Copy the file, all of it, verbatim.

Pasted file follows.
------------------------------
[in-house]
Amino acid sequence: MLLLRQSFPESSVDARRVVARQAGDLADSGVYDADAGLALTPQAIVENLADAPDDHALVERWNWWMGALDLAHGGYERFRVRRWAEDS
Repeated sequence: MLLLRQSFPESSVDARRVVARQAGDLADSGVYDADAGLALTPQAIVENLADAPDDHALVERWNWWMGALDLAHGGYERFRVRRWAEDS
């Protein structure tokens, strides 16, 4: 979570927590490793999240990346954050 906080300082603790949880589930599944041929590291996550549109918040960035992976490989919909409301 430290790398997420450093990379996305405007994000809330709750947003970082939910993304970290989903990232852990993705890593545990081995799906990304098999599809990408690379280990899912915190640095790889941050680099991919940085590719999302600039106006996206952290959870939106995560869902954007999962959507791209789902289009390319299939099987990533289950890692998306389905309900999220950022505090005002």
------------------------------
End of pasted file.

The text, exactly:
[in-house]
Amino acid sequence: MLLLRQSFPESSVDARRVVARQAGDLADSGVYDADAGLALTPQAIVENLADAPDDHALVERWNWWMGALDLAHGGYERFRVRRWAEDS
Repeated sequence: MLLLRQSFPESSVDARRVVARQAGDLADSGVYDADAGLALTPQAIVENLADAPDDHALVERWNWWMGALDLAHGGYERFRVRRWAEDS
């Protein structure tokens, strides 16, 4: 979570927590490793999240990346954050 906080300082603790949880589930599944041929590291996550549109918040960035992976490989919909409301 430290790398997420450093990379996305405007994000809330709750947003970082939910993304970290989903990232852990993705890593545990081995799906990304098999599809990408690379280990899912915190640095790889941050680099991919940085590719999302600039106006996206952290959870939106995560869902954007999962959507791209789902289009390319299939099987990533289950890692998306389905309900999220950022505090005002």